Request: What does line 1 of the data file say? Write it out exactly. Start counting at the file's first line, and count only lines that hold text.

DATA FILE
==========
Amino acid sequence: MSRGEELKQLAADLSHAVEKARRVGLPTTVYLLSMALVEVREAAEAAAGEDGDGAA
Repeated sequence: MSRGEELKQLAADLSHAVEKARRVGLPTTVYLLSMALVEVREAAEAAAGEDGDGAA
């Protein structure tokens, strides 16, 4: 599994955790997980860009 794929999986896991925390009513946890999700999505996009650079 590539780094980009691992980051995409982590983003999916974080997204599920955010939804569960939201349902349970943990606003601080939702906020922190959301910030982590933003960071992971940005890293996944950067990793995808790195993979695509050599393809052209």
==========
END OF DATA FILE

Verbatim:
Amino acid sequence: MSRGEELKQLAADLSHAVEKARRVGLPTTVYLLSMALVEVREAAEAAAGEDGDGAA